By Gregory Hale
Safety protects man against machines and security protects machines against man. Having said that, safety and security share similarities in how users need to approach each discipline.
With security awareness on the rise, professionals are attempting to piggyback onto the safety movement to capture not only awareness, but actual action to ensure a secure operating environment much like safety.
“These two areas are similar,” said Steve Elliott, a safety expert and senior director – marketing at Schneider Electric Wednesday at the Schneider-Electric 2015 Global Automation Conference in Dallas. “We need to think about security the same way that you do about safety. They are stronger together and more similar than different.”
As Elliott said when the session started up, Schneider knows how important safety and security are so they dedicated a good chunk of the second day of the conference to the topics.
Elliott said there are three questions anybody has to ask when it comes to a safe or secure environment:
1. Do you understand what could go wrong?
2. Do we know what the systems are to prevent this from happening?
3. Do we have information to assure us (the systems) are working effectively?
When it comes to understanding what could go wrong, Scott Mourier, senior PA specialist and SIS Coach at The Dow Chemical Company, could speak from experience.
“The safest plant in the world is one that doesn’t start up, Mourier said. “After doing a risk analysis it falls on the company to decide how much risk it can tolerate. Once they do that they can mitigate out the risk.”
The whole idea is to understand what assets you have at the plant, conduct a risk analysis and then assess the risk appetite moving forward.
This is also where safety and security end up related.
“If you take the word safety out and add in security, then you have the same thing,” said Andre Ristaino, managing director of the ISA Compliance Institute. “The only difference is we don’t have 35 years of experience. We do have, however, standards like IEC 62443 to address product security.”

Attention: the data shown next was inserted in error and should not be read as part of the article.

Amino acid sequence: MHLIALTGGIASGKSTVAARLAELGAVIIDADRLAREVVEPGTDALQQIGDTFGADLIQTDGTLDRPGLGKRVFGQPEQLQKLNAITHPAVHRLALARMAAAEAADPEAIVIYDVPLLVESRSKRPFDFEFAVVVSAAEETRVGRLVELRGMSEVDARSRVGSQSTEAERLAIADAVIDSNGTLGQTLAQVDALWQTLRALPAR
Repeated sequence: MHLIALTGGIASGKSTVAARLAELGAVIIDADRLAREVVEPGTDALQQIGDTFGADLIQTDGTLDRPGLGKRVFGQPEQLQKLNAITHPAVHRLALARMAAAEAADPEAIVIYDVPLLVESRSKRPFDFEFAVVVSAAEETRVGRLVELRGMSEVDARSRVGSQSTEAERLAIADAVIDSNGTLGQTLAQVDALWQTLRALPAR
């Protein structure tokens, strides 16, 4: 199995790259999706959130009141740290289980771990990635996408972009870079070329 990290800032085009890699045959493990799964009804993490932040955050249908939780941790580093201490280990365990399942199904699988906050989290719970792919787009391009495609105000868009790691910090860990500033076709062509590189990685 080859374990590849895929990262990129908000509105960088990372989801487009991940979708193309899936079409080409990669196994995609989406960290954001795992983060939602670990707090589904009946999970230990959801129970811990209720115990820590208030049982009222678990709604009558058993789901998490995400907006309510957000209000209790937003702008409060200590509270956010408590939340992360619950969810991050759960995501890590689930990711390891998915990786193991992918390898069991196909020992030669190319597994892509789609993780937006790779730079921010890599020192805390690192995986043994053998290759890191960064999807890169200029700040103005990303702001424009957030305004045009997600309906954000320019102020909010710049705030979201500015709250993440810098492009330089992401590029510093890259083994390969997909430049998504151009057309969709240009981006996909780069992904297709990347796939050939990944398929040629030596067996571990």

When looking at if we know what the systems are to prevent an incident from happening, the panelists agreed that testing system hardware and software repeatedly to gain certifications is vital.
“We have to make sure everything is working properly before any chemical starts flowing,” Mourier said. “We have a structured systematic approach to safety.”
“A starting point is understanding site requirements and then find out security assurance levels,” Ristaino said.
He added there needs to be detailed software design and testing and there also needs to be:
• Asset discovery scan
• Communications robustness test
• Network stress test
• Vulnerability identification test
“Most upsets are internally driven, so it is important to test all entry points,” Ristaino said.
Elliott also brought up the classic security scenario of the IT versus the OT question about the two areas working together. That has been a heated issue for a long time, but as of late it has been getting better as both sides are starting to understand boundaries.
Mourier just laughed when asked if working with IT was a problem.
“It shouldn’t be, but it is,” he said. “A lot of times we work in silos. Sometimes they speak a language I don’t understand.”
Elliott then brought up what he called the most important question about having enough information to assure everyone the systems are working effectively.
“That is the challenge,” Mourier said. “When a system is running in a steady state, the system is safe. The problems occur when there is an upset.”
He said if a part of the safety plan is to test equipment on a regular basis, users have to make sure they do the test and don’t put them off because they are too busy. A delay of one day turns into a few days; that turns into a week, which then turns into a month, he said.
“The whole reason you do testing is so you can discover any problems,” he said. “If you delay testing, then you are going into a risk area.”
Users can have a plan and they can utilize the latest technology, but in the end it all falls down to people.
“People are the magic ingredient,” Ristaino said. “If you don’t have an educated workforce with good policies and procedures and the discipline, then you can have an upset. You need a security response plan, so if something happens you don’t start overreacting.”
“Incidents happen day in and day out,” Ristaino said. “Most incidents occur from a people aspect.”
“Sometimes we are our own worst enemy,” Mourier said. “Sometimes it isn’t a malicious attack; it is just a mistake.”